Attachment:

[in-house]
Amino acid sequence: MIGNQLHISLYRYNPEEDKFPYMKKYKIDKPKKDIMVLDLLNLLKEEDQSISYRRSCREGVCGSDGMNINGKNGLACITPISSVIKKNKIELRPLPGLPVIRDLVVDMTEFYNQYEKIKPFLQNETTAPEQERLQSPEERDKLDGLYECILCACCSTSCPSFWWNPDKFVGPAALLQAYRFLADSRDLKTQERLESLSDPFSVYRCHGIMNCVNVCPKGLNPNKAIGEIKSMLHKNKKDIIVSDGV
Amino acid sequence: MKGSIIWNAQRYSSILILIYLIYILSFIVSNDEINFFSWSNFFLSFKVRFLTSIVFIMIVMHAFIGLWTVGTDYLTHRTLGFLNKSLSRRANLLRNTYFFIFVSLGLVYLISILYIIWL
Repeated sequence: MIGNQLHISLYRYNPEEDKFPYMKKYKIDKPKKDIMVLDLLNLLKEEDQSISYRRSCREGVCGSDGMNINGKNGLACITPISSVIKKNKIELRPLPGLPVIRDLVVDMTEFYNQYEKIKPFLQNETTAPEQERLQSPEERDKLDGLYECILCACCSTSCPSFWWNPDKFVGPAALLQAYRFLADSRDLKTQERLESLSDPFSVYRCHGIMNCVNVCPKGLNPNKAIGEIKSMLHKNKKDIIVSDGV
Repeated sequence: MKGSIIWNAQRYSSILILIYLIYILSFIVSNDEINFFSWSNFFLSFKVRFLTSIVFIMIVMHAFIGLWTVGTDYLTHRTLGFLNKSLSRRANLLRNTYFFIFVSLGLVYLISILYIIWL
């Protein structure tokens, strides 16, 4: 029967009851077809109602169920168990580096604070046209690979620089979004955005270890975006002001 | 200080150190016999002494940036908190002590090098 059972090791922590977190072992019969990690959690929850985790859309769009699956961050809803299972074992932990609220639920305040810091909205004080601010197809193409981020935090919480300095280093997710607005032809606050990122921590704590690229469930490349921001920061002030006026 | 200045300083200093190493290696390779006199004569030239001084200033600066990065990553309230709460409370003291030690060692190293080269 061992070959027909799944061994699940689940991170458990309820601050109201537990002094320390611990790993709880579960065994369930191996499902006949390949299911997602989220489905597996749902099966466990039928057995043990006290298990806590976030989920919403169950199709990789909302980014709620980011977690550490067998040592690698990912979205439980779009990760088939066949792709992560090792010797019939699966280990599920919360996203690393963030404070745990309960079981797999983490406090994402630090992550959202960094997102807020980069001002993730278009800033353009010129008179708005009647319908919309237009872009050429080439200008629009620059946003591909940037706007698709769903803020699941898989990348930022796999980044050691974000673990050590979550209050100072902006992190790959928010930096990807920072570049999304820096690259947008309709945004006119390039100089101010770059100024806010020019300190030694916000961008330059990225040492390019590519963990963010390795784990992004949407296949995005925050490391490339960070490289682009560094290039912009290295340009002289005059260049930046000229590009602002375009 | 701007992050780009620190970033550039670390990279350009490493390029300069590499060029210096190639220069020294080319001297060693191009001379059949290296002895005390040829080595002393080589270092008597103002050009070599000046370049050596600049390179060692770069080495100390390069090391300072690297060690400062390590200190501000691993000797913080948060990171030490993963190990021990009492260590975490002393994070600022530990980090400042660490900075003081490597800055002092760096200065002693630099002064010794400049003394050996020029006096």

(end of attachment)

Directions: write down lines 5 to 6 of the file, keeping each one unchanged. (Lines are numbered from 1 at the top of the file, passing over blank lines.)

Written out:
Repeated sequence: MKGSIIWNAQRYSSILILIYLIYILSFIVSNDEINFFSWSNFFLSFKVRFLTSIVFIMIVMHAFIGLWTVGTDYLTHRTLGFLNKSLSRRANLLRNTYFFIFVSLGLVYLISILYIIWL
């Protein structure tokens, strides 16, 4: 029967009851077809109602169920168990580096604070046209690979620089979004955005270890975006002001 | 200080150190016999002494940036908190002590090098 059972090791922590977190072992019969990690959690929850985790859309769009699956961050809803299972074992932990609220639920305040810091909205004080601010197809193409981020935090919480300095280093997710607005032809606050990122921590704590690229469930490349921001920061002030006026 | 200045300083200093190493290696390779006199004569030239001084200033600066990065990553309230709460409370003291030690060692190293080269 061992070959027909799944061994699940689940991170458990309820601050109201537990002094320390611990790993709880579960065994369930191996499902006949390949299911997602989220489905597996749902099966466990039928057995043990006290298990806590976030989920919403169950199709990789909302980014709620980011977690550490067998040592690698990912979205439980779009990760088939066949792709992560090792010797019939699966280990599920919360996203690393963030404070745990309960079981797999983490406090994402630090992550959202960094997102807020980069001002993730278009800033353009010129008179708005009647319908919309237009872009050429080439200008629009620059946003591909940037706007698709769903803020699941898989990348930022796999980044050691974000673990050590979550209050100072902006992190790959928010930096990807920072570049999304820096690259947008309709945004006119390039100089101010770059100024806010020019300190030694916000961008330059990225040492390019590519963990963010390795784990992004949407296949995005925050490391490339960070490289682009560094290039912009290295340009002289005059260049930046000229590009602002375009 | 701007992050780009620190970033550039670390990279350009490493390029300069590499060029210096190639220069020294080319001297060693191009001379059949290296002895005390040829080595002393080589270092008597103002050009070599000046370049050596600049390179060692770069080495100390390069090391300072690297060690400062390590200190501000691993000797913080948060990171030490993963190990021990009492260590975490002393994070600022530990980090400042660490900075003081490597800055002092760096200065002693630099002064010794400049003394050996020029006096």